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Never leave kids alone in car – Plunket

not safe to leave child in car

A New Zealand-based parenting NGO is reminding parents not to leave children alone in cars after the latest incident in Porirua.

Passers-by spotted a 17-month old child left alone in a car at a Porirua supermarket earlier this week. When rescued by police, the toddler was crying and covered in vomit, according to a news report.

Sergeant Maurice Parker told media a window was wound down, but the car was heating up in the sun.

Plunket Clinical Advisor Allison Jamieson said the risks of leaving a baby or young child alone in a car were significant.
not safe to leave child in car

“It’s never safe to leave a child alone in a vehicle, even for a short time. Babies, particularly newborns, can dehydrate quickly and become very distressed.”

In New Zealand, it is illegal for a parent or guardian to leave a child under the age of 14 alone for an unreasonable time or in unreasonable conditions. Doing so could result in a fine of up to $2000.

People have been prosecuted for leaving children in cars in the past, says a police spokesperson. “But equally, short of prosecution, they may well be referred to Child, Youth and Family.”

Instances of children left alone in cars have resulted in casualties not just in New Zealand, but in many other countries.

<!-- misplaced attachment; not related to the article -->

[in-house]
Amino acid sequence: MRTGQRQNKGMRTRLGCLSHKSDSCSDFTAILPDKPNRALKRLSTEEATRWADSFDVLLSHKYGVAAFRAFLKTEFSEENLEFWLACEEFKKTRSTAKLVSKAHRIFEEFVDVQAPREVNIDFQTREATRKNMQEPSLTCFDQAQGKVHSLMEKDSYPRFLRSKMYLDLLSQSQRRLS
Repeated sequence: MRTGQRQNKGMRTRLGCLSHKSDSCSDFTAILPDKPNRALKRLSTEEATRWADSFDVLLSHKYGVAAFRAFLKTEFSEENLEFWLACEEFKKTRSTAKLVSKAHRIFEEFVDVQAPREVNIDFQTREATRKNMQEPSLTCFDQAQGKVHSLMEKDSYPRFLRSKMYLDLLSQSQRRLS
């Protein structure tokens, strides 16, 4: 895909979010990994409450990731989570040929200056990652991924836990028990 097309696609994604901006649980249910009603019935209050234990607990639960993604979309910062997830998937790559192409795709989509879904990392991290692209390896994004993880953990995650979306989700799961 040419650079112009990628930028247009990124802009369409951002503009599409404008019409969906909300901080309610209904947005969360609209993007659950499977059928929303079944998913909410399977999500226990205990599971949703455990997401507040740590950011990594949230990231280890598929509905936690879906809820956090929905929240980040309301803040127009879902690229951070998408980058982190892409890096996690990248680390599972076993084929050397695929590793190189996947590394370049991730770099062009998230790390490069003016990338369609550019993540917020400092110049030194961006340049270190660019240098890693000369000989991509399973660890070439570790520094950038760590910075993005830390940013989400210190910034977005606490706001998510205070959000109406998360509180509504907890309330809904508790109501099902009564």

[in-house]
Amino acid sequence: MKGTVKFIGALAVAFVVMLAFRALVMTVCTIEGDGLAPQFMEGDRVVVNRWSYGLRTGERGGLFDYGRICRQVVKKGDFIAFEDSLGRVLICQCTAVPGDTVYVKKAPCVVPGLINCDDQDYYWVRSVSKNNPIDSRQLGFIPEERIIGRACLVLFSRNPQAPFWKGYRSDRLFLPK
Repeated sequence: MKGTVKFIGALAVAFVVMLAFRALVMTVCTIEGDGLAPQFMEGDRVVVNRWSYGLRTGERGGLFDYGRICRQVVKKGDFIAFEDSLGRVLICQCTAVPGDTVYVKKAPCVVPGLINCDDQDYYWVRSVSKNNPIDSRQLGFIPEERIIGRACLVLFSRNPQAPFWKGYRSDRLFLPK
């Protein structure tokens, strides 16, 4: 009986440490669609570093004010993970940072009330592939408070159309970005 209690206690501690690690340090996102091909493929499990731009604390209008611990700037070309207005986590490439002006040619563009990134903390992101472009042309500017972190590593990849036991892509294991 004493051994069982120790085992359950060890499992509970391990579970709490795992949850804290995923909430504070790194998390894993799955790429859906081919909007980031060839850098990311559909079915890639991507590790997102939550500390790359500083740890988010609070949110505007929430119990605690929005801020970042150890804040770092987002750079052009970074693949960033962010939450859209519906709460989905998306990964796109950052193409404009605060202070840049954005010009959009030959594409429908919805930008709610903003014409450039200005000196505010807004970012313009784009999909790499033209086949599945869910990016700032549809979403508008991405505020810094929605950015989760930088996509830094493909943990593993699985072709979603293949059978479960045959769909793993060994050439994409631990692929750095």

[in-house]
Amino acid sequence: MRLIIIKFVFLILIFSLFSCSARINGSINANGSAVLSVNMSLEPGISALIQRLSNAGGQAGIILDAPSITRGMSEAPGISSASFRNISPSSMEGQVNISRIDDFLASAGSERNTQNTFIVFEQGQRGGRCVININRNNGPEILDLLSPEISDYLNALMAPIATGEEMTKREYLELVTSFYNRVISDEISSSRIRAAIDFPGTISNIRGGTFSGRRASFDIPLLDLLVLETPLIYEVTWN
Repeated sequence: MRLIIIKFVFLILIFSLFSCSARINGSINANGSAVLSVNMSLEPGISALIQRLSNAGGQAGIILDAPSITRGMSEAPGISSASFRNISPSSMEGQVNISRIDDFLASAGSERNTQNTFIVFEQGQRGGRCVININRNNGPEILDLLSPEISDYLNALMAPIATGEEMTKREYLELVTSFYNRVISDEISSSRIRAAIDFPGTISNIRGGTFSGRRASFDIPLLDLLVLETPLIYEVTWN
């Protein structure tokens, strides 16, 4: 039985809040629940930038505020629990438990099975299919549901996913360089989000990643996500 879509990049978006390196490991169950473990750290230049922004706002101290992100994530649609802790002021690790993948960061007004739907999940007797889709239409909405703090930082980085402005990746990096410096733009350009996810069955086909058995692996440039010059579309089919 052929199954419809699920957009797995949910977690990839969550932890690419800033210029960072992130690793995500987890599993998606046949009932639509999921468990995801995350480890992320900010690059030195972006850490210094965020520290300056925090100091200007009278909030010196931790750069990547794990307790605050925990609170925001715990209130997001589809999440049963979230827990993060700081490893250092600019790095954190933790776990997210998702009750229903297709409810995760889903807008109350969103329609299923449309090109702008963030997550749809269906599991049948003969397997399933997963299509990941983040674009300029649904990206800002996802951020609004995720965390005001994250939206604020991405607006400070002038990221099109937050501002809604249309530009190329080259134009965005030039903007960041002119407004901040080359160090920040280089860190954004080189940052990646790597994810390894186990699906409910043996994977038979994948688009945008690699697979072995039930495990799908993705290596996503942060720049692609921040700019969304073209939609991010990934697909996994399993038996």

“In the U.S. this year there has been a total of 23 children that have died from heat stroke inside vehicles and two in Canada,” says Amber Rollins, with Kids and Cars, a U.S. advocacy group, reported a Canadian media outlet. “In the U.S., children have died from heat stroke in vehicles on days when the temperature was in the lower 60s.”

What to do if you see a child left unattended

“The first step is to call 911, explain exactly what is happening and do what they tell you – they might tell you to break the window,” says Toronto EMS spokesperson Kim McKinnon. “If you can’t call 911, get them out of the car as quickly as possible.”

why not to leave child in car

Keep your child safe

Be sure that all occupants leave the vehicle when unloading. Don’t overlook sleeping babies. (Source: Washington Post)

Always lock your car and ensure children do not have access to keys or remote entry devices. If a child is missing, check the car first, including the trunk. Teach your children that vehicles are never to be used as a play area.

Keep a stuffed animal in the carseat and when the child is put in the seat place the animal in the front with the driver. Or place your purse or briefcase in the back seat as a reminder that you have your child in the car.

Have a plan that your childcare provider will call you if your child does not show up for school.